Here is the handling.—After the spectator has shuffled the cards the magician deals three cards from top in a face down row on the table. While dealing the first card it is seized on the left outer corner—thumb on top, fingers underneath. In dealing this card a secret crimp is made, so the card is distinguishable to the conjuror.

The next card is dealt without any chicanery. A short interval is made now and the magician explains, that he will offer a choice from the ancient magical number "Three."

In the meantime the next card from top is picked up by the right hand, thumb on the inner short side, fingers on the far short side. While pattering this card is bridged slightly and then dealt next to the others.

The position is now: - three cards on the table, one crimped, one bridged and one untouched.

(If an old deck is used the principle of the " Imperfection " may be used. A full description of the principle will be found in Mario's " Mario in Spades." In this case no crimping nor bridging is necessary.)

The magician invites a spectator to select one card. The moment the card is pointed at or picked up the magician makes a mental note of the chosen card and turns his back. The spectator is now allowed to look at at the card. Then he is requested to replace the card on the table and mix the three cards thoroughly, which prevents his looking at the other cards.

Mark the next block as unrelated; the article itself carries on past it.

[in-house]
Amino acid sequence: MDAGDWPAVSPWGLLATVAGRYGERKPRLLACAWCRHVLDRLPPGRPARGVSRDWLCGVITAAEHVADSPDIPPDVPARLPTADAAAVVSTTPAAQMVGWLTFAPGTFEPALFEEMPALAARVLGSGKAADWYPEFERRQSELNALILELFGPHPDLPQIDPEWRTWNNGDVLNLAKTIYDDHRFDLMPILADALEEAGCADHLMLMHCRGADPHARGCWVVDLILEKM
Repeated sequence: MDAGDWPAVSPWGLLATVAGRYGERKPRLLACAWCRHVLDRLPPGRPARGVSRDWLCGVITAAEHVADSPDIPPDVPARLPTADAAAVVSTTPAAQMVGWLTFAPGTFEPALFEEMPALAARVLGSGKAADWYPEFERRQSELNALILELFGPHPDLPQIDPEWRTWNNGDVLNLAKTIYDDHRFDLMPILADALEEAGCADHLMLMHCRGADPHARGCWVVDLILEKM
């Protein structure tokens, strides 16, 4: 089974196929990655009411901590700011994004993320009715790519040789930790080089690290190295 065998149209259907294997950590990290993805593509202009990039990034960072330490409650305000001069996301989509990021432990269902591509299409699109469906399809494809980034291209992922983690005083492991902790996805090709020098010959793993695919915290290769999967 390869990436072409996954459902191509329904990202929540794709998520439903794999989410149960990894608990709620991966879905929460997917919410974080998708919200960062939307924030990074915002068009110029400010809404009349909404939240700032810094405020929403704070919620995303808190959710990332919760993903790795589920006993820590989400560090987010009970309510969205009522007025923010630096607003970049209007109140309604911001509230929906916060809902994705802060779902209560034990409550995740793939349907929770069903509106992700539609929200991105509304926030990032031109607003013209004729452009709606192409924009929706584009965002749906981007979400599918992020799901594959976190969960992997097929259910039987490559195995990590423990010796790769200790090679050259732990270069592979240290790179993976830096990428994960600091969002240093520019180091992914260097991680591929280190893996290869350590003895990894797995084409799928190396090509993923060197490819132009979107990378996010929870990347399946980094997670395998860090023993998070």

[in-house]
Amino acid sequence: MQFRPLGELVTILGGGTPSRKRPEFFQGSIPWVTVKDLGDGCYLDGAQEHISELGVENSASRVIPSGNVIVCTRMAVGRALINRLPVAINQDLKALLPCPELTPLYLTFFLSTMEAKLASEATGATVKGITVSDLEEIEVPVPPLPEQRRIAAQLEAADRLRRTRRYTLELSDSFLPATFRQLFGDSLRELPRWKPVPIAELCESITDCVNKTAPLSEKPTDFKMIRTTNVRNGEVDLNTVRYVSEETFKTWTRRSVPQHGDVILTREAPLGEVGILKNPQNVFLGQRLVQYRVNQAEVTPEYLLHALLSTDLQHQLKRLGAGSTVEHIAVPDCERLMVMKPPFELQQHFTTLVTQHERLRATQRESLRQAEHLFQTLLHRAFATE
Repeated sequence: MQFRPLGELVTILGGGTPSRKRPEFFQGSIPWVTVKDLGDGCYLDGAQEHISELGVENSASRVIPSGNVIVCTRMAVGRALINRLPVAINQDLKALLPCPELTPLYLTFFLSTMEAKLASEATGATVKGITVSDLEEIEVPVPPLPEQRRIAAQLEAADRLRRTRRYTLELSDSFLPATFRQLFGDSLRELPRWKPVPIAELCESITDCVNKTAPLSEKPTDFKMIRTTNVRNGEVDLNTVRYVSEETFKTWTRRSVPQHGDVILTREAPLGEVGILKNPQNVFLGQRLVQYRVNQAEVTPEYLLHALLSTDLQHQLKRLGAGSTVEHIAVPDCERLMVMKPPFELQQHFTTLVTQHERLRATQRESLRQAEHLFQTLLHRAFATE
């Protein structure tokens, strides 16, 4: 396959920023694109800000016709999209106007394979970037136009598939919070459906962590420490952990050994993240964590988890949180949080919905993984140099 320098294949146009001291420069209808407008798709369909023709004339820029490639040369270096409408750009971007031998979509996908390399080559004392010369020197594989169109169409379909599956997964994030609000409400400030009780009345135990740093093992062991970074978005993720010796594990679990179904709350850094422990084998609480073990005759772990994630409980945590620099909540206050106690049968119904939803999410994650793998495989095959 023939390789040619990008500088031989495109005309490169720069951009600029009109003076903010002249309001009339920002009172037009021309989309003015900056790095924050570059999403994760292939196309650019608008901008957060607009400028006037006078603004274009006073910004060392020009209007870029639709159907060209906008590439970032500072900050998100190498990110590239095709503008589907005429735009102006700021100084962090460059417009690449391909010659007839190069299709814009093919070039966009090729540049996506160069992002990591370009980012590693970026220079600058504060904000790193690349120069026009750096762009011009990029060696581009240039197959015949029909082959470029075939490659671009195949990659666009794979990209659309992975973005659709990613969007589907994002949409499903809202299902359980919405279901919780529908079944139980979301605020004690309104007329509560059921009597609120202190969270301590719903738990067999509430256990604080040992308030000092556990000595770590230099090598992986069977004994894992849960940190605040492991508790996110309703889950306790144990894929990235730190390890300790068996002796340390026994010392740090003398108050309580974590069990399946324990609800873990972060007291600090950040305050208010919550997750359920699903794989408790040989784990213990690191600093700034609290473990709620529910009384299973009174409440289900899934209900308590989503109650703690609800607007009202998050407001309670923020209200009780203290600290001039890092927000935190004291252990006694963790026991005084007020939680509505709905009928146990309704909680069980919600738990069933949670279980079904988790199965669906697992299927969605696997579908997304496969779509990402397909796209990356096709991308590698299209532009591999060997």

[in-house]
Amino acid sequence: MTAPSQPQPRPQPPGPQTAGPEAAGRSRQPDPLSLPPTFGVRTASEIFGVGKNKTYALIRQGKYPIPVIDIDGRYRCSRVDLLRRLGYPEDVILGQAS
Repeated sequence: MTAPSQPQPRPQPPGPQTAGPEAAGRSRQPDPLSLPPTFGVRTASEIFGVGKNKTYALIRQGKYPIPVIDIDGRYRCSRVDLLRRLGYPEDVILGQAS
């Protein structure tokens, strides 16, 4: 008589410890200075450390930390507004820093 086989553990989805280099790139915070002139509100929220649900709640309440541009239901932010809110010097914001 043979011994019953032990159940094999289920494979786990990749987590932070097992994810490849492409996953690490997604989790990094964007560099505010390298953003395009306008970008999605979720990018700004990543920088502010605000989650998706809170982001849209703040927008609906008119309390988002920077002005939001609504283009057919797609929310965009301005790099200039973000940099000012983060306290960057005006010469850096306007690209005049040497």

Whilst his back is turned the magician turns over two cards of his deck. This should be about the sixth and seventh from top. It does not matter actually which cards are turned, but two cards near the top are preferred.

Now the magician turrs front again and makes a pressure fan, faces towards the audience. As soon as the fan is developed the right hand goes along the topside of the fan with his right hand fingers as if adjusting one or more cards. This actually is done to hide the exposure of the two reversed cards.

The deck is now really adjusted so that the neighbouring cards cover the two reversed cards.

This is all done with the faces of the fan towards the audience. The magician remembers the names of the two cards which stare into his face from the back. Then he adjusts those two cards so that they will not be showing if he turns the fan face down. The left of the two cards may still be exposed as will be seen in a minute.

This adjusting business takes less than ten seconds, but it makes complicated reading, I know. Don't let this upset you, for an actual trial will prove how easy it is.

While the fan is still facing the audience the magician picks up one of the three cards which are still face down on the table. This must be the chosen card. You will find it easily. It's either the card with the bridge or the crimped one or the unprepared one.